Japanese Yen depreciates due to overseas asset purchases through NISA program

  • The Japanese Yen struggles due to overseas asset purchases by Japanese individuals through the NISA program.
  • The BoJ is set to evaluate a viable strategy for reducing its government bond purchases.
  • Fed Chair Powell may deliver a comprehensive review of the economy and monetary policy to the US Congress on Tuesday.

The Japanese Yen (JPY) extends its losses for the second successive session on Tuesday. The minor improvement in the US Dollar (USD) underpins the USD/JPY pair. However, the JPY could limit its downside due to fears of intervention by Japanese authorities in the FX markets.

The Japanese Yen also struggles due to overseas asset purchases by Japanese individuals through the newly revamped tax-free investment scheme, the Nippon Individual Savings Account (NISA) program. According to Nikkei Asia, the scale of these purchases is expected to exceed the country’s trade deficit during the first half of this year.

US Treasury yields are under pressure amid rising speculation that the Federal Reserve (Fed) may reduce interest rates in September, potentially limiting the upside of the US Dollar. The CME’s FedWatch Tool indicates that rate markets price in a 76.2% probability of a rate cut in September, up from 65.5% just a week earlier.

Federal Reserve Chairman Jerome Powell will deliver “The Semiannual Monetary Policy Report” to the US Congress on Tuesday. Powell may provide a broad overview of the economy and monetary policy, with his prepared remarks being published ahead of his appearance on Capitol Hill.

Daily Digest Market Movers: Japanese Yen declines due to foreign outflows

  • According to a Bloomberg report on Tuesday, the Bank of Japan is conducting three in-person meetings with banks, securities firms, and financial institutions over the next few days. The purpose of these meetings is to assess a feasible pace for scaling back its purchases of Japanese Government Bonds.
  • Japan’s Ministry of Finance reported on Monday that Japanese investment trust management companies and asset management firms bought ¥6.16 trillion ($38 billion) more in offshore equities and investment fund shares than they sold during the first six months of the year.
  • Rabobank FX analysts note that they expect USD/JPY to hold around the 160 level over the next month, with the pair easing back to 152 by year-end. “The US Dollar (USD) could remain under pressure in the coming weeks, allowing USD/JPY to stay close to 160.”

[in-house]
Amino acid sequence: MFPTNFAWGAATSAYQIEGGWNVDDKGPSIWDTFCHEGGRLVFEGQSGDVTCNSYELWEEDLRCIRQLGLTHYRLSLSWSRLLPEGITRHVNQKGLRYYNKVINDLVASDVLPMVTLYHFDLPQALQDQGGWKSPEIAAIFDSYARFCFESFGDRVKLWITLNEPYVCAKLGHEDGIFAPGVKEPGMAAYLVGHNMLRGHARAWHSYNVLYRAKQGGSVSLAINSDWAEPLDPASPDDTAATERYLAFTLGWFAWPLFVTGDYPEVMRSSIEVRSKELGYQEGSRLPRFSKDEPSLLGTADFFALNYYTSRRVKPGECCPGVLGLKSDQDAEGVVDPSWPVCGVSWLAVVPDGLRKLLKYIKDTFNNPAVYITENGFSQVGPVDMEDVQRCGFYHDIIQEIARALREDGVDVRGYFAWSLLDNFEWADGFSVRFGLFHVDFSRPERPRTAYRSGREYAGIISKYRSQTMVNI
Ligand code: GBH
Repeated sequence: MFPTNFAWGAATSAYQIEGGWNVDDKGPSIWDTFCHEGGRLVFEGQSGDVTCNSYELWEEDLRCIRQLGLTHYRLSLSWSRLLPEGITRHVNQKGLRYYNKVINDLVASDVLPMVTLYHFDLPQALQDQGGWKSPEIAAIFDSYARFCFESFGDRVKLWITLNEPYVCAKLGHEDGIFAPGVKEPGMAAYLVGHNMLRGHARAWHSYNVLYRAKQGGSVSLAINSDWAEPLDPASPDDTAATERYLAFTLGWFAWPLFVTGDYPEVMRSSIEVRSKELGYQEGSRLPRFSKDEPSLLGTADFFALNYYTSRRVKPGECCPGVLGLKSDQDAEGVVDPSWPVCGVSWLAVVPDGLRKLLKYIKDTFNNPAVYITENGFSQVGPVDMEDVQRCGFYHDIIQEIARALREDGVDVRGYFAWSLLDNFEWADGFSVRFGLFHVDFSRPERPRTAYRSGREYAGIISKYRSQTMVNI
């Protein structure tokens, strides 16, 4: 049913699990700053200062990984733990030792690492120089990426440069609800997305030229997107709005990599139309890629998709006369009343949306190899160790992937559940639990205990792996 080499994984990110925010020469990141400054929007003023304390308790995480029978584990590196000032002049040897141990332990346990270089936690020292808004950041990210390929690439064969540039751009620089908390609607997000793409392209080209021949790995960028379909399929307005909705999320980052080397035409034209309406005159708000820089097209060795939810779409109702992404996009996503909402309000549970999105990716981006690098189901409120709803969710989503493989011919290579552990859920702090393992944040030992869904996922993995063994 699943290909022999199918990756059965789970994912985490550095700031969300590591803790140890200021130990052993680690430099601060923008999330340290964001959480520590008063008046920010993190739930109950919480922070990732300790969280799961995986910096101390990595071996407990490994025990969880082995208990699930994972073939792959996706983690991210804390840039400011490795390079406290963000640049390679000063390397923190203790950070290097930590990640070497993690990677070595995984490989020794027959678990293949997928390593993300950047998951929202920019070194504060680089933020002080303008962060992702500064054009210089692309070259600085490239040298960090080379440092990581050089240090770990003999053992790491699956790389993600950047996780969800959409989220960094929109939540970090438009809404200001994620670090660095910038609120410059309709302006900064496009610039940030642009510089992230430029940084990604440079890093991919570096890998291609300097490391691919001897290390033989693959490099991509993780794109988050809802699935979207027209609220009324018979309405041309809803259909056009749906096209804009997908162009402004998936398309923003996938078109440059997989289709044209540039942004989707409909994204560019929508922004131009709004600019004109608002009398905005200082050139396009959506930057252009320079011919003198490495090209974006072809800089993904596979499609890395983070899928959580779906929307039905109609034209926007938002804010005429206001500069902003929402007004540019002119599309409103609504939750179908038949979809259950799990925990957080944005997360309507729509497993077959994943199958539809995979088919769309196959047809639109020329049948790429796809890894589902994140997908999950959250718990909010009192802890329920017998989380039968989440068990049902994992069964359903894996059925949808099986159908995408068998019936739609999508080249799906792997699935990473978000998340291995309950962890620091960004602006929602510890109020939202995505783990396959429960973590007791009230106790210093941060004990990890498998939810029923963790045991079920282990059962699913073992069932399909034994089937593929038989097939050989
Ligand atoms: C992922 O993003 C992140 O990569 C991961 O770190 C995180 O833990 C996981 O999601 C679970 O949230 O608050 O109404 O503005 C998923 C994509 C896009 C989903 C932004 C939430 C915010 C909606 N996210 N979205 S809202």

• On Monday, the Bank of Japan (BOJ) maintained its economic assessment for five of Japan’s nine regions in its latest ‘Sakura Report’. The assessment for two regions was raised, while it was lowered for another two regions in the report released on Monday. Regarding price trends, the BOJ noted that many regions report wage hikes spreading among smaller firms.
  • Japan’s Current Account surplus extended its growth streak to the 15th month in May. The Ministry of Finance reported on Monday that the current account increased to ¥2,849.9 billion ($17.78 billion) in May, up from ¥2,050.5 billion in the previous month, surpassing market expectations of ¥2,450.0 billion.
  • US Nonfarm Payrolls (NFP) increased by 206,000 in June, following a rise of 218,000 in May. This figure surpassed the market expectation of 190,000.
  • The Minutes from the Federal Reserve’s June 11-12 monetary policy meeting, released on Wednesday, suggested that Fed officials were in a wait-and-see mode. “Some participants emphasized the Committee’s data-dependent approach, with monetary policy decisions being conditional on the evolution of the economy rather than being on a preset path.”

Technical Analysis: USD/JPY rises to near 161.00

USD/JPY trades around 161.00 on Tuesday. The pair remains within an ascending channel pattern, indicating a bullish inclination based on daily chart analysis. Additionally, the momentum indicator, the 14-day Relative Strength Index (RSI), remains above the 50 level, confirming the bullish trend.

The USD/JPY pair could test the key resistance at the upper boundary of the ascending channel near the level of 162.55. A breakout above this level might strengthen bullish sentiment, potentially driving the pair toward psychological resistance at 163.00.

On the downside, the USD/JPY pair may find immediate support around the 21-day Exponential Moving Average (EMA) at 159.78. A break below this level could exert pressure on the pair to test the lower boundary of the ascending channel around 159.40. A further decline below this channel support could lead the pair to navigate the vicinity around June’s low at 154.55.